ELECTION 02 HENRY AUSTIN BRUCE, ESQ., AT IKER-THYIt. [BY OUR OWN REPORTER.] MERTHYR Election took place on Tuesday last, December 14th. The vacancy caused in the repre- sentation by the recent and most lamented death of Sir JOHN GUEST, Bart., has been supplied by the election of HENRY AUSTIN BRUCE, Esq., of Duffryn, Aberdare, whose reception in Merthyr, on Tuesday, by gentlemen of the greatest respectability, by the trade of the place, and by the inhabitants generally, must have been truly gratifying to him and the members of his family who accompanied him. If any proof were wanting of the high estimation in which this gifted and excellent gentlemen is held by the community for whom he has so successfully, and with such enlightened zeal, exerted himself for several years, and by whom he is intimately known, we would, with perfect confidence, point to tht friendly manner in which they welcomed him upon this occasion-to the respectful attention with which they heard his address to'them throughout, and to the satisfaction which was plainly depicted on the countenances of dense thousands when the Returning Officer made the formal announcement that Mr. BRUCE was duly elected." Soon after ten o'clock large numbers of people were assembled in the open space in front of the market-place, where a commodious hustings had been erected; but the proceedings did not commence till eleven, when Mr. BRUCE, accompanied by Mr. ANTHONY HILL, Mr. BRUCE PRYCE, Rev. J. C. CAMPBELL, Rev. JOHN GRIFFITH (Aberdare), Rev. WILLIAM BRUCE, and a most influential body of professional gentlemen, agents, and tradesmen, (who formed a procession), walked from the Castle Inn to the Vestry Room, on the Glebeland, in which the usual preliminaries were gone through under the management of Mr. OVERTON,, Deputy Returning Omcer,—BENJAMIN MARTIN, Esq., the Returning Officer for the Borough, being in the Chair. At about half-past eleyen the Returning Officer, Mr. BRUCE, Mr. HILL, Mr. OVERTON, and a large party of gentlemen ascended the hustings, and the vast multitude, numbering at à low estimate eight thousand persons, principally workmen, apparently, closed round, forming one of the most compact masses of human beings that we ever saw crowded together. Not the slightest indecorum was committed. We can safely affirm that the respectable conduct of the people upon this occasion reflects credit upon the neighbourhood generally; and Cardiff, Newport, and Monmouth would do well to take a lesson in good manners from Merthyr. We have been present at many public gatherings in Merthyr and Aberdare during the last nine years,-we were at the great political meeting of the industrial classes held in Merthyr on the cele- brated "10th of April," but -.we have invariably, without a single exception, found the workmen of this populous district civil, orderly, and willingly obser- vant of the rules which govern free and fair public discussion. The windows, whence a view of the hustings could be obtained, were crowded with fair occupants. The RETURNING OFFICER said, Gentlemen and Brother Electors, We are met here to elect a burgess to serve in Parliament for the Borough of Merthyr Tydfil, Aberdare, and Vaynor, in the roofA of the late Sir John Guest. I have to request that the meeting will give every elector a fair and impartial hearing. If any gentleman has a candidate to propose it iscjiow the time to do so (hear, hear). I. r Mr. ANTHONY HILL, proprietor of the Plymouth Iron Works, immediately stood forward incl said, that the preliminaries prescribed by law having been gone through at another place, he then presenJfe<T himself before the electors to propose for their election a member for this borough—the borough of Merthyr Tydfil—in the place of their deservedly respected and deeply lamented represen- tative lately deceased (hear, hear). He therefore begged to propose Henry Austin Bruce, Esq., Duffryn, Aberdare, within this borough, as a fit and proper person to repre- sent them in Parliament (applause). Having done so, he (Mr. Hill) had little more to add. It was quite need- less and unnecessary for him to make a single observation in praise of Mr. Bruce. They all knew him. He was known to them in the capacity of a gentleman and a man of honour. He was known to them in his public capacity of magistrate-as one who had invariably made every effort in his power to promote the best interests of the community. It was therefore with great confidence that he proposed Mr. Bruce as a fit representative of the borough in Parliament (cheers). It was intended that Mr. PURCHASE should have seconded the nomination; but on the morning of the election it was discovered that either by accident or design his name had not been included in the list of voters. Mr. DAVID WILLIAMS, of Yniscynon, colliery pro- prietor, seconded Mr. Hill's proposition and in doing so he assured the electors that he had been called upon to discharge a duty which he did not feel himself by any means competent to fulfil. It appeared that it was deemed expedient to select some person from the con- tributory borough of Aberdare as a seconder of the nomination, and who had they filed upon but a poor collier (laughter). It was true that at Aberdare they had been a small community, but they were increasing in wealth and importance and they were not growing in numbers alone, but in the best wealth, namely, in good principles (cheers). Inasmuch as he came forward to second the nomination of Mr. Bruce, they would naturally ask him, upon what principles he did so. They were assembled together as neighbours, and as reformers. 9 He had therefore been asked why he, as a reformer and a .Free-trader, supported Mr. Bruce? He would can- didly answer them, that he believed Mr. Bruce went quite as far as he (Mr. Williams) did in political ad- vancement-with the exception of one question—and that was the ballot (loud cheers). He would freely adiftit that he did regret Mr. Bruce was not an advocate of vote by ballot (applause). But he (Mr. Williams) had been asked why he supported the nominee of the ironmasters! He begged to assure them, in the most decided and emphatic manner, that he was not to the slightest extent influenced by the ironmasters (hear, hear). He supported Mr. Bruce on independent grounds. He could not help that the ironinasters had fixed upon the same candidate as he had (hear, hear). He assured them, and he knew they would believe him, that he had not concerted with any of the iron- masters. He supported Mr. Bruce because he believed him to be a man of really independent principles that he would support progressive principles of reform, and that he would not be swayed by any party (applause). He, therefore, supported Mr. Bruce on account of his principles, and irrespective of any other party who sup- ported him: he stood on his own bottom (hear, hear). Some of them had returned with mines of wealth from the gold fields of California or Australia, but if they had the ballot they would possess a privilege which gold had not the power of purchasing. lIe had a very high opinion of Mr. Bruce's moral character—of his inde- pendence & straightforwardness, and he sincerely hoped that he would soon become a convert to the ballot (cheers). He, therefore, felt great pleasure in seconding the nomination of Mr. Bruce as a fit and proper person to supply the vacancy occasioned by the death of their lamented neighbour, Sir John Guest (loud cheers). Some of the electors loudly called' upon Mr. Williams, who is an accomplished Welsh scholar, to address them in the ancient language of the country; and he did eo with much energy and effect. Mr. WILLIAMS said that inasmuch as they called upon him to address them in Welsh, he would very yvillingly do so. He then briefly recapitulated what he had stated in English. lie supported Mr. Bruce because he had a high opinion of his indepeadent principles. He did not support Mr. Bruce because the ironmasters supported him. And if he thought that Mr. Bruce entertained the same principles as many of those who supported him, Mr. Bruce would not have found him (lIr. Williams) amongst his supporters (cheers). He felt fully convinced in his own mind that Mr. Bruce was a man who would give every subject the fullest and most deliberate consideration, and that his vote would be governed by enlarged and liberal views. As he had be fore stated, he hoped Mr. Bruce would come round to the ballot (and cheers). The RETUUNING OFFICER having asked if any elector had another candidate to propose,rand receiving no reply, declared Mr. Bruce to have been duly elected (prolonged cheering). Mr. BRUCE then advanced to the front of the hustings, and Was received in a most friendly manner by the dense multitude who stood before him. He said,-Geullernen, On assembling so soon after the late election to perform again your duties as electors, there is one thought, I am sure, yvhich presses upon all of you as it presses upon me, that we should not be assembled here to-day but for the loss of one who was the first juid only member for Merthyr,—of one who filled so large a place in the hearts of the people of this borough (tear). Gentlemen, Sir John Guest was born in the borough of Merthyr. For nearly seventy years he lived here. Tor twenty years he was your member; and, gentlemen, he represented you not merely in Parliamclll,- he ",vus not merely the repre- sentative of the liberal opinions."hield; by vou,—but he was eminently the representative of that industry, perse- verance, & integrity, which has failed* the people of Mer- thyr to the high consideration whteh they hold among the manufacturing towns of England (applause). But, gen- tlemen, it is not merely as the architect of a great fortune -it is not merely as one who was in the first rank of the merchant princes of this country—that he will be remem- bered by you he will rest in your memories as one of the first of the great manufacturers of iron who acknoyv- ledged the responsibility' of property by promoting, to the utmost of his power, the welfare and education of the working-man (applause). He was the first in this district to found a Church. He was foremost in estab- lishing schools, on an immense scale, and did his best to call forth the artistic talent of the people of Merthyr by founding drayving-schools and drawing forth the musical talent of the people, that talent which was lately so greatly admired by our friend and visitor, Mr. Layard and the last public act of his life was one which eminently testi- fied his warm regard for the working classes (hear, hear). I own I felt honoured at having been selected by Sir John Guest to announce to his workmen and the people 01 Dowlais, that in his desire to encourage provident habits, he employed me to make the announcement that he would establish a Savings' Bank, and would become personally responsible for every farthing that would be deposited in it (applause). That was the last public act of his life- an act which will do his memory honour, and cause it to live long in the hearts of the people of Merthyr as that of a just and upright man who had sincerely at heart the welfare of those by whom he was surrounded (applause). —Leaving that subject, Mr; Bruce came to the consi- deration of his political views, upon which, he said, he would be the more explicit as, during the years he had spent among tLem in his position as police magistrate, he had scrupulously avoided all public expression of his political opinions, which must, therefore, be unknown to far the greater part of the electors except as generally put forth in his address. This was the more necessary, as he and they could not but remember that, on former occa- sions, such political interest as his family possessed in the borough had been exerted against their late member. He (Mr. Bruce) observed that he was called in the papers sometimes a Conservative and sometimes a Peelite, and he was informed that the gentleman in mustachios, who came down in such hot haste from the Reform Club, had denounced him as a Derbyite in disguise (laughter). Now, gentlemen, continued Mr. Bruce, I am neither a Conservative, a Peelite, nor a Derbyite, taking those party names in their ordinary sense. I am an inde- pendent man, wishing to enter Parliament free from all party ties, and to form my own opinions on questions as they arise according to the light of my reason and the dictates of my conscience (applause). But let me explain. I do not repudiate the term Con- servative in its largest and broadest sense. If by the term Cotiseryauve is meant that I desire = to maintain the ihstttutloae of the country, but to maintain them by adapting them to the altered circum- stances of society, and the onward march of events and progress of ideas, then I am a Conservative, and so are nineteen-twentieths of the intelligent portion of the com- munity (hear, hear). But if by that term be meant a bigotted adherence to antiquated opinions, that I look fondly and regretfully at the past instead of boldly and hopefully to the future,-if it means I am to remain sta- tionary while the world is moving around me, then I re- pudiate the designation (applause). As to the term Peelite, I hardly know what is meant by the title (hear, hear). No man holds in higher reverence than I do the memory of Sir Robert Peel. I think a more patriotic statesman never existed, nor one who reflected more clearly the spirit of the times in which he lived, and the wants and opinions of his country. His name is for ever con- nected with the extinction of those laws which, in my opinion, pressed cruelly and unjustly on the great body of the people (applause). He faced such a storm of con. tumely and insult as few men have the courage to en- counter. There are many with fortitude enough to face the scaffold or the dungeon, who would have shrunk from the pangs that he endured, from the reproaches and calumnies of alienated friends. He is gone, but history has already done justice to his name. The hundreds may still pursue his memory with charges of treachery and hypocrisy, but the millions bless him, and his name is as a household word, loved and honoured in hearths and homes where plenty and content have replaced want and misery (applause). But though I reverence his name, and should have gladly supported his policy, I can be no fol- lower of his followers. Doubtless, Sir James Graham, Mr. Gladstone, the Duke of Newcastle, and Mr. Sidney Herbert, are men distinguished for abilities and high statesmanlike qualities, and likely to support the cause of popular progress; but they have no coherent or defined system of policy; they do not act together, and no man can tell where they may be found next year. I am, therefore, no Peelite. As to being a Derbyite, I think the best answer to that is that for the last fourteen years; that is, ever since I first studied the subject of Political Economy, and was capable of forming independent opinions, I have been a sincere Free-trader (loud cheers). I trust you will not think the worst of those opinions because they are not hereditary, but the result of private study and my own re- flection (hear, hear). Being, then, a Free-trader, how can I call myself a Derbyite 1 It is true Lord Derby has accepted Free-trade as a political necessity, but I hold that nothing good or great is ever done in this world without sincerity. Now, who can call Lord Derby sin- cere as a Free-trader (hear, hear) 1 It is true that office was thrust upon him by the breaking up of the Whig party and being in office he accepted Free-trade as an inevitable evil. He and the rest of the Government are still, therefore, Protectionists in principle, and only Free- traders by policy (hear, hear). But somebody must govern the country, and as long as he brings forward good measures I see no reason why I should not support them; yet I cannot call myself a supporter of Lord Derby's Government; for I feel that had his party remained in opposition they would still have been Protectionists, and that we are, therefore, separated in principle (hear, hear). It may be said that Sir Robert Peel opposed the Reform Bill, and afterwards accepted it. Very true. But re- member this the moment the Reform Bill was passed he acquiesced in it, and never opposed it again; but Lord Derby and his party vigorously opposed Free-trade policy for five years after the repeal of the Corn Laws, and never till they came into office was that opposition abandoned (hear, hear). It may be said that Sir Robert Peel was not always a Free-trader, and that he was once a Protectionist, and why, therefore, should not Lord Derby and his party change their minds as well as Sir Robert Peel. The fault I find with them is that they have not changed their minds. Sir Robert Peel was a sincere convert. Lord Derby is no convert at all; and I, gentlemen, am therefore no Derbyite. But I have been told since the commencement of the election,—" Make what resolutions of independence you please, you must infallibly be absorbed into one of the two great parties of which Parliament is composed. You may resist a little at first, but such must be your end." Gentlemen, I see no reason why I should thus lose my individuality,-why I should vote in the lump rather than in the detail,—why I should indolently adopt the opinions of others instead of taking counsel from my own reason and conscience. Besides, the House of Commons is already divided into many sections of opinion. You have Derbyites, Peelites, Whigs, Cobdenites, and the Irish Brigade of banded Roipanists. Never, therefore, was there a better oppor- tunity for forming an independent party, whose votes shall be guided not by the interest of faction, but by the merits of the measures proposed.—Mr. Bruce then proceeded to notice some of the results of Free-trade, proving that in spite of great reduction of duties, the increased con- sumption would fully suatain the revenue at its former pitch. In the year 1845, only 2,500,000 quarters of corn had been imported. Since that time, the annual importa- tion had amounted to 10,000,000 quarters. But, in his opinion, a still more incontrovertible test of general plenty than the increased importation of corn was the enormous increase in the consumption of sugar, which had recently been the subject of discussion in Parliament. It is always open to an objector to say that more foreign corn was imported because less corn was grown at home, and the want of statistical information made refutation difficult; but sugar was the poor man's luxury, and, when we find that the consumption, which, from 1810 to 1845, had remained nearly stationary, at the rate of about 200,000 tons a year, sprung, in the five years from 1846 to 1852, under the operation of reduced duties and foreign competition, from 206,000 tons to 382,000 tons, at an annual saving to the people in the cost of JE 10,000,000, no other proof was needed of the impolicy and cruelty of the protective system, or of the increased comfort and prosperity of the working-classes under the existing law (applause). It had been computed that, under the old law, the consumption of sugar by, thfe working-classes yvas at the rate of nine potuids .pen head per annum. In the year 1852, it was at the?&te of-twenty- three pounds per head per annum (applause), The next point be should notice was one of great interest to the working-classes of Merthyr, namely, the extension of the suffrage (hear, hear). Other classes might be considered as adequately represented, but doubts existed whether the same might be said of the working-classes. By the Reform Bill, it was intended, by the operation of the ten- pound houseHold- ch»u*e, to admit tb the franchise a con- siderable number of the upper classes of workmen. He had carefully examined the register of Merthyr. It con- tained about 950 voters, none of whom could strictly be called workmen, unless included under the qualification of keepers of ale or beerhouses. Of these, there were no less than 260, being considerably more than one-fourth of the electors; so that, practically, the only access by the workman to the franchise was through the portals of a beerhouse or the bedizened doorway of a gin-palace (hear, hear). The desire for the franchise by the working. classes was, in his opinion, natural and honour- able, and might be made the means of elevating their character by indulging their wishes as far as was consistent with safety to the Constitution..He objected, indeed, to their admission in such masses as would swamp and override the other and more wealthy and educated classes of society that would be pure class legislation it would virtually invest the working-classes with the whole power of the state (hear, hear). But he was anxious to open the franchise to all such workmen as really and fairly deserve iI, and who had proved by their conduct that they were worthy of being entrusted with it. This, he thought, might be done by extending it to all workmen who were depositors in Savings' Banks to the amount of JE50 or thereabouts. Such men would have proved, by their providence and self-denial, that their admission to the franchise would not only not endanger the State, but would give it strength and stability. He was sure that the working-men whom he was then addressing would feel the necessity of the restriction he proposed upon the number of voters. His conduct towards the yvorking- classes had been no sham—no pretence—as suggested by a wretched placard which had disgraced the walls of their town. Ever since he had lived among them, he had laboured to elevate the working-classes, by encourage- ments—by reproaches--by every argument in his power to convince them that they were not what they might be,—that, as compared with other parts of England, their wages were high, their means of savin" abundant, and that, were they but steady and provident, their condition yvould be far other than yvhat it now was (cries of "No, no.") You say (continued Mr. Bruce) that wages are too low. A 'Voice So they are (cheers). Mr. BRUCE: I hope they will soon be higher. As far as I am concerned they cannot be too lih'h. What I want to see is a proper use of them (applause). If you were to earn 4s. a-day instead of 3s., and one shilling went to the beer-house, what the better would you be 1 [Indications of assent ] You know very well that I wish you well, and that I think high wages, properly managed, necessary to the elevation of the yvorking classes (applause). How can the Dorsetshire labourer, whose yvages are hardly sufficient to enable him to keep soul and body together, and to supply his family with scanty food—how can he be expected to IIpply any time or thought to self-improvement, or to spend any money on the education of his children t But you at Merthyr are far better off; and, as far as I am concerned, it is my wish to see wages as high as can be without in- fringing oa capital. If you infringe on capital you ruin the source whence employment is afforcled and yvages paid. I have already told you that I think the possession of £ 50 a proper qualification for the franchise but, in some cases, an industrious, deserving man may have had a large family, or been overtaken by misfortune, and so have been prevented from saving that sum. He may, however, by his diligence and talent. have attained the positionofforemanor Overman to him, too, I would yvillingly extend the franchise. The position he had attained by his industry "8ud good cojiduct yvould be a security for the proper exercise of the trust re-posed in him.—In allusion to an exclamation from the crowd Mr. Bruce s,iid,-A friend of mine there seems dissatisfied (laughter). I cannot hope to please everybody. It is enough if by fair and liberal arguments I can succeed ill satisfying the majority of my constituents. I now come to a subject to yviiich I have observed that many of the electors attach a very high importance — I mean the ballot (hear, hear). I entreat a continuance of that attention and candid hearing which you have hitherto given me (cheers). You want the ballot because the electors, and especially the poorer ones, are exposed to two great dangers—bribery and intimidation. In my opinion there is no great difference between these two offences. No doubt in society men who admiuister a bribe are thought more meanly of than those who report to intimidation or perseclltioll; but it seems to me that there is little moral difference bet.veen forcing a man by threats to vote against his conviction, or tempting him with money to betray his trust. I detest bribery—I detest intimidation (cheers). I openly aud plaiuly assert that no men so effectually promote the cause of the ballot as those who thus interfere with the conduct of the voter (loud cheers). But in endeavouring to avoid these evils we must be careful not to fall into grea:er; and iu considering the ballot we must well weigh these two points,-its influence on the moral character of the people, and the probability of its giving that security to the voter which is expected from it (hear, hear). You may think that the ballot is an unmixed good—that there is no harm or danger concealed in it, and that with its protection you could give your vote in perfect safety. Now, gentlemen, in the first place I say that to be an elector is to fill a post of great dignity, to be exercised for the public good and every man has a right to know how every other elector votes-whether he exercises his trust in accordance with his expressed opinions or other- wise. The ballot would release him from this wholesome check. All our proceedings in this country are public. As a magistrate I have often felt the great advantage of publicity; and that often an angry or peevish disposition was checked by the presence of bystanders. All the judges of the land give their decisions openly, however unpopular or distasteful they may be. Members of Par- liament cannot conceal their votes; and the open voting of the House of Peers subjects them powerfully to the influence of public opinion. All posts of trust and dig- nity are exposed to more or less danger, and there is no reason why the elector should escape his share of it. It is not many years since an Irish Judge was dragged out 6t his carriage and murdered, in the streets of Dublin, because he had delivered an unpopular sentence. The greatest of English Judges, Lord Mansfield, had his house gutted and burnt fir a similar reason. And I myself saw the Duke (f Wellington take refuge in Lincoln's Inn-square, fiom the violence or an in- furiated mob, because he had voted, us he always did, according, to his conscience (heaf, hear)4 fsotf, is to the moral effect of the ballot. We all know that the ballot is not wanted for gentlemen. It may often be unpleasant to them to vote against their intimate friends, lut they have no reason to fear intimidation or per- secution. The two classes who cry out for the ballot are the shopkeepers and workmen. Let us take the case of the shopkeeper first, and let us suppose the ballot to be in operation. If he wishes to conceal the manner in which he proposes to exercise his vote he must not only keep a careful silence, abstaining entirely, as few shopkeepers would like to do, from all political discussion at the very moment when he is most deeply interested in politics, but he must have re- course to such shifts, and subterfuges, and equivocations, in his attempt to avoid detection as cannot but greatly affect his moral character. He will be exposed to the continued solicitations of the candidates or their friends. No power of dissimulation will shelter him from dis- covery, while his attempts at evasion must inevitably sink him in his self-esteem. His only escape from danger will be by telling the candidate he most fears that he will vote for him, even though he should be determined to vote against him-that is, in plain language, by telling a lie (hear, hear). The workman's position is somewhat different. Let us suppose the ballot in operation in Merthyr; and that Mr. Bruce and Mr. James are the rival candidates. The employer would intimate to the workman that his candidate was Mr. Bruce-that he hoped he would support him. Now, to use a favourite division, three courses are open to him. First, he may say to his master, You have been a good friend to me. I do not care much about politics. I will give my vote to your candidate." No doubt that man is not acting up to the theory of the franchise. He is giving his vote on personal rather than on political grounds but I ask you to be candid and to dismiss all sham and pretence, and to tell me whether nine votes out of ten are not given on personal grounds' I do not think that under any cir- cumstanoes I could attempt to punish a man who was in my power for giving his vote against me; and I am sure that my neighbours know this well, yet I am confident that there are twenty or thirty voters living in my imme- diate neighbourhood who would on all occasions support me, or my friend, without enquiring or caring what his or my politics were. I believe the larger part of them have no politics at all. Half of them do not know at this moment who is the Prime Minister; and I am positive that many of them never even heard of Lord Derby, but they would vote for me because they think I am a good neighbour (applause). We talk about the weather or the crops, the price of corn or the price of iron, but not a word is ever said about politics. They do not know what my politics are, nor do they care my interest with them is purely personal. Now all this is doubtless very wrong and very unconstitutional; but we all know that it is a common case, to change which we must change human nature, or very much-iexiend the amount oT poli- tical knowledge. But, secondly, let us suppose that the voter has strong political opinions, and is determined to act conscientiously, and to take a different side from his master. Here, no doubt, he runs the risk of discharge or persecution. This, doubtless, is an evil, but it is, as I said before, such an evil as accompanies every public trust; yet I believe the amount of persecution thus practised to be greatly exaggerated. A ten-pound elector is likely to be a good workman; and a good workman is as necessary to his master as his master is to him. And although, no doubt, he might suffer from being dismissed, this sort of political martyr generally finds some compensa- tion. I acknowledge, however, the hardship and the evil; but show the system in which the good is exempt from evil (hear, hear)! The third course open to a voter who objects to his master's candidate is to deceive him,-to pro- mise to vote for him, but in fact to vote against him. But effectually to deceive his master he must not only tell a lie, but for days together he must act a continual lie (hear, hear). He must associate with voters on the other side. He must raise his voice and fling up his cap for the candidate he opposes. He marches to the poll with his secret enemies. He must watch his lips in the con- tinual terror of betraying himself; and up to the last moment of giving his vote he must act the part of a coward and a hypocrite (hear, hear). Nor does the deceit end here. We know that when elections are over, the triumph of the candidate is often celebrated by a dinner, where he drinks the health and shouts the name of the candidate he detests, and walks home for ever a disho- noured and degraded being. Yet even then he is not safe. The secret of his voting is sure to ooze out. He talks of it to his wife (laughter), and she to her neighbours and sooner or later the truth inevitably becomes known, and, therefore, I say that the ballot is as inef- fectual in practice as it is immoral in tendency (hear, hear). But you may say the ballot is practised in America. The people of America are not a mean-spirited, cowardly people: they are manly, independent, and fearless as any nation upon earth. But here, gentlemen, is the common mistake. In the more respectable States of America the ballot is not a method of secret voting. The elector votes as openly as he does here. A gentleman well known in these parts for his able reports on the con- dition of the working-classes, who, I may say by the way, is now engaged in preparing an act against Truck, which I hope will prove an effectual bar to that oppressive system, I mean Mr. Seymour Tremenheere, went last year to America to examine into various institutions, and to see how the working-classes were getting on there. He was present at an election in Boston, and saw the whole process, which was as open as in this country without the slightest attempt at concealment. [Mr. Bruce described the mode followed.] He afterwards attended a meeting in their famous Faneuil Hall, at which 5000 persons were present, at which the subject of secret voting was discussed. No sentiment produced louder cheers than the assertion that he who did not dare to exercise his vote openly was unworthy of having a vote at all. The broad ground was taken that a vote was a solemn trust, over the proper performance of which all were interested in keeping a vigilant eye; and great in- dignation was expressed that the manly voter who did not fear to exercise his trust openly should be confounded with the timid one who endeavoured to conceal it (hear, hear). But the most striking experience in America as to the immoral tendency of secret voting is that mentioned in the Travels of Sir Chas. Lyell, a writer of the extreme liberal school. Sir Charles enquired of a senator of the State of Mississippi how it was that his State could have been so dishonest as to repudiate the payment of their public debt. The answer of the senator was, that the great majority of people in the State affected in conversation to condemn repudiation, but that they did that in secret which they would have been ashamed to do openly. Per- haps some of you do nut know what repudiation means. I dare say you know that a new state is added almost every year to the American Repuhlic. Emigrants flock there with little money, but plenty of land and in order to make railroads and canals, they borrow money of other states or counties, on the security of their state. This money, so borrowed, the people of Mississippi spent in public works, and then refused to pay it on the ground that their former Senate, or Parliament, could not bind them. This disgraceful and dishonest system of repudia- tion, which was in fact no better than stealing, was prac- tised by several states in America. In all of these states, without exception, Ballot was in force. In no state did repudiation occur where open voting was practised (loud cries of hear, hear"). I will conclude my string of American authorities by one of the highest weight. Among American Statesmen, next to Washington and Franklin, none stands higher in reputation than Mr. Randolph, on whom chiefly fell the task of drawing up the constitution of America. About twenty years after the in- dependence of America was achieved, Mr. Randolph, being in England, was asked whether the Ballot pre- vailed in his state of Virginia. I scarcely believe," he answered, "we have such a fool in all Virginia, as to mention even the vote by Ballot; and I do not hesitate to say that the adoption of the Ballot would make any nation a nation of scoundrels if it did not find them so" (much cheering). These, gentlemen, are my reasons for being opposed to the Ballot. I think it a dangerous ex- periment, more than doubtful in efficacy, and of certain immoral tendency (hear, hear). Mr. Bruce was listened to with marked and respectful attention but at this stage of the proceedings the anxiety of the more distant portions of the crowd to approach the hustings produced some confusion; and Mr. Bruce concluded by sajing,— Gentlemen,—It was my intention to have addressed you on various other subjects; but as a great many peo- ple cannot hear at all, and prevent those who are near me from hearing, I shall now couclude my remarks and in offering you my most hearty thanks for your kind atten- tion, and fur the high honour you have this day conferred upon me, let me venture to express a hope that you will continue to me, as your member, that confidence and moral support which you invariably vouchsafed to me as a magistrate (loud cheers). Mr. Henry Thomas, cooper, an elector who has long been identified with the cause of The People's Charter," as it is called, addressed the meeting in sup- port of Chartist opinions, and put a questiou to Mr. BRUCE respecting the suffrage, which elicited from him a reply to the tifect that the object of the franchise was not to give a vote to the greatest number of indivi- duals, but to secure the return of (558 good members (hear, hear). The better the class of electors, the better the elected was likely to be (cheers). All electors, there- fore, should be persons of intelligence and good cha- racter. The ten pound qualification may be a clumsy device for securing this end, but at any rate the possession of a certain amount of property not only gave an indivi- dual a stake in the country, but generally secured a cer- tain amount of education (hear, hear). Mr. Gould, another strenuous advocate of Chartisrn, next addressed the meeting, and spoke of wages, the price of iron, and other subjects. He asked the work- men whether they were better off under Free-trade than they were under Protection and he asked Mr. Bruce whether, if the workmen were to send a petition to Parlia- ament for having a court of arbitration for settling dis- putes respecting wages and other matters between mas- ter and workman, he would undertake to present it and to support its prayer ? Mr. BHL'CU, in reply, said that all experience proved that the interference of the Legislature, ou the subject of yvages, did more harm than good. The attempt had been rnade, and especially in one memorable iustance, i namely, the Spitallields Act, where the wages werciixed S at a certain amount. The consequence was that the silk trade left Spitalflelds for Norwich and other places, where ¡ the Act was not in operation, and where Parliament had not interfered beyond its province in the regulation of wages. The fact was that yvages depended more on the supply of labour than on anything else. When iabourwaa abundant wages were low: when scarce yvages became high (hear, hear). Wages yvere not im- mediately dependent on the price of iron, but only in- directly so. When the price of iron yvas high the demand generally had increased, and with demand the demand also for workmen and so yvages went up (hear, hear). Nor did yvages depend on the price of food, although Mr. Gould, whom he (Mr. Bruce) did not know before to be a Protectionist—(laughter)—seemed to think that wages fell with the price of food (hear, hear). There is no doubt that but for the low price of food, during the last three or four years, the sufferings of the workmen of Merthyrwoutd have been considerable (hear, hear). The low rate of yvages, during the period referred to, had been caused NOT by the fall in the price of food but by the low price of iron, caused by overproduction conse- quent on the railway mania. Mr. Bruce was decidedly opposed to Universal Suffrage, the consequence of which would be subversive of good government. Reference was made to the letter which we gave in our last number (copied from the Times) on the subject of the dissipated habits of some classes of workmen during periods of high wages. The proceedings concluded with a vote of thanks to the Returning Officer, which was moved by Mr. Henry Thomas, seconded by Mr. Bruce, and carried unani- mously. The Returning Officer briefly returned thanks. Three cheers were given for Mr. Bruce and for the Ballot.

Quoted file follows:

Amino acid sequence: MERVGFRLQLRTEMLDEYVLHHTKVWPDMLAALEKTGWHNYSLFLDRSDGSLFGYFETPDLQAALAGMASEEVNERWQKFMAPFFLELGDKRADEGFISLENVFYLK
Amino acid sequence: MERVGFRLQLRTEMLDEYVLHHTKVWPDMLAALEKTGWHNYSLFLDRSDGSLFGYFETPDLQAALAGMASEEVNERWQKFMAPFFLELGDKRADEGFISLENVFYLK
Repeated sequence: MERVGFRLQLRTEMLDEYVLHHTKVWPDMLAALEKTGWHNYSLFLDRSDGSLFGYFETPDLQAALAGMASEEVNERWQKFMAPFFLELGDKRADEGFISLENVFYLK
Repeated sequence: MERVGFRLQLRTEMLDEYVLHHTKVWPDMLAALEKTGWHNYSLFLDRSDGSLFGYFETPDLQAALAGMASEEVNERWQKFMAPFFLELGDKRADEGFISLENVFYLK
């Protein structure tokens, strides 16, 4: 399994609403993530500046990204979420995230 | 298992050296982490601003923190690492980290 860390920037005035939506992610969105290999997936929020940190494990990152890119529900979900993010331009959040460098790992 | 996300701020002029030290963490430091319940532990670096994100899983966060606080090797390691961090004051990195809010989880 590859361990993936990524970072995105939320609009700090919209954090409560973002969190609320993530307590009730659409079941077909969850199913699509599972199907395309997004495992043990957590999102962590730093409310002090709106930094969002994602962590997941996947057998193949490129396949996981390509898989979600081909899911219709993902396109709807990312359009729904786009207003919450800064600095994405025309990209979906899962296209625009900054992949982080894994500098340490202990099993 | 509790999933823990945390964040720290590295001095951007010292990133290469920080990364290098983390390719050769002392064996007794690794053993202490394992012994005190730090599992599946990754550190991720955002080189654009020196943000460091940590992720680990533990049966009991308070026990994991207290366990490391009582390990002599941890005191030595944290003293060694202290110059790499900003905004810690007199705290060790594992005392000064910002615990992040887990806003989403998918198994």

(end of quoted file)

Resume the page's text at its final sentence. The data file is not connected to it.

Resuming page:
[No title]



Family Notices


[No title]